As you may have seen, last month Warren Buffett won a million-dollar bet. A decade ago, he bet that, between 2008 and 2017, a few hand-picked, costly, exclusive hedge funds would perform worse than the overall stock market. Buffett won easily. Of course, his big victory merely demonstrated something that has been documented time and again over the past forty-plus years, which is that investors are usually better off if they just buy “index” funds and steer clear of “expert” stock pickers.
And yet, the lion’s share of stock market investment is still directed to high-cost, actively traded funds, and lots of investors continue to evince an uncanny habit of jumping in and out of the market at precisely the wrong time. All of this self-defeating behavior is encouraged and facilitated by an industry of motivated, smart-sounding investment managers who use charts and jargon to explain why their approach is special.
Meanwhile, a few days ago, the Washington Post‘s Dan Steinberg penned an exquisite column titled, “No Spin Zone: How Ping-Pong Annually Impacts the NFL Playoffs.” Steinberg noted that this year’s football reporting has featured some breathless coverage suggesting that the Jacksonville Jaguars’ decision to ditch locker room ping-ping helped signal the new coach’s seriousness and fuel the team’s success. Steinberg quotes one AP story: “When [Doug] Marrone was hired . . . high on his to-do list was to change the culture in Jacksonville. . . The ping-pong table was the first to go.”
Of course, Steinberg also notes that last year, an energetic Super Bowl Nation reporter wrote of the Atlanta Falcons, “To suggest that ping-pong helped get the team to where it is today, its first Super Bowl berth since , may seem like an effort to oversimplify the situation. But ping-pong had a role in building the bond between these players and instilling an unshakable sense of competition in a team that previously lacked it.” Steinberg makes clear how easy it is to find testimonials to the good/bad effects of ping-pong depending on a reporter’s bent and how a given team fared in a given year.
What does any of this have to do with education?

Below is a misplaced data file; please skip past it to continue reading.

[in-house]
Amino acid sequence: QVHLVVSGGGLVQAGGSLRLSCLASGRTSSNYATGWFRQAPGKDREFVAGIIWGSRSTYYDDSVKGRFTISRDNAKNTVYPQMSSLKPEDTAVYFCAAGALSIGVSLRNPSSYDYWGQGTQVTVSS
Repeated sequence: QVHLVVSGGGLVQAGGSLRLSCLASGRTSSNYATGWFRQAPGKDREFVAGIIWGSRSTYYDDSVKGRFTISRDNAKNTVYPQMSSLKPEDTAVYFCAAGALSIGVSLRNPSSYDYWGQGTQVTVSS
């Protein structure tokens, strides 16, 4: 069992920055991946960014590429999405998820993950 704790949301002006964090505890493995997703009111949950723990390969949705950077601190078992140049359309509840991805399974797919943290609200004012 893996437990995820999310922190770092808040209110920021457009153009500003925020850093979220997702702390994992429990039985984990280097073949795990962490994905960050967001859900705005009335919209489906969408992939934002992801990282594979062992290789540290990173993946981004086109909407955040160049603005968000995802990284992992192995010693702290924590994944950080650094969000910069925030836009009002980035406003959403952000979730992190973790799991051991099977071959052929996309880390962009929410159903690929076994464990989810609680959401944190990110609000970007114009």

People have a deep-seated need to believe that someone has an answer to whatever ails us: whether that’s the glib stock picker, the intense coach who frowns on ping-pong, the energetic coach who embraces ping-pong, or the education reformer with a menu of solutions which supposedly worked somewhere. When things don’t work out, we’re disinclined to pause and ask if we’re going about this all wrong or if our whirligig activity is part of the problem. After all, investors would be better off if they stopped chasing answers. And the most successful football teams tend to be those with steady leadership and strong cultures—eschewing the temptation to chase the latest fad in locker-room recreation.
I think all this applies to schooling, in spades. I was in Cleveland the other day, talking about Letters to a Young Education Reformer. I observed that the frenzied, pin-wheeling search for the next exciting recipe can make it that much harder for schools or systems to build coherent cultures. As soon as we opened it up for audience questions, of course, attendees immediately started asking which cities or countries I regard as having the right exciting recipe.
People really want to know if the answer is to play ping-pong or to ban it. I get it. We’re all wired that way. And it’s really unsatisfying to hear that it doesn’t matter whether or not your team plays ping-pong—but how ping-pong fits into the larger culture and how that culture is shaped. In schooling, the corollary is that things like personalized learning, teacher evaluation, and school turnarounds are swell—but only if you do them well, and that doing them well is more about execution than about visiting Finland or Fairfax County. Who wants to hear that?
We don’t like answers which feel so conditional and uncertain. We’d much prefer to search out the “right” hedge fund or ping-pong formula, even if experience and common sense teach us that it doesn’t exist. We want answers imbued with the bright sheen of reassurance. That’s why we’ve made an industry out of school reform, filled with smart, impassioned people who can explain why this next thing will deliver—even if that last try, and the one before that, and the one before that—didn’t.
The lesson? I’m struck that our natural, admirable enthusiasm and yearning for “best practices” can turn destructive. It tempts us into an endless, circular search for solutions—one in which we never stop long enough to ask whether the search itself is misguided. And while reformers, educators, authors, advocates, and researchers are celebrated for offering shiny new answers, there’s little percentage in asking whether these amount to any more than a new batch of overhyped hedge funds. We need more people to pose that question. I wonder if Warren Buffett might be open to placing a few more bets.
— Frederick Hess
Frederick Hess is director of education policy studies at AEI and an executive editor at Education Next.
This post originally appeared in Rick Hess Straight Up.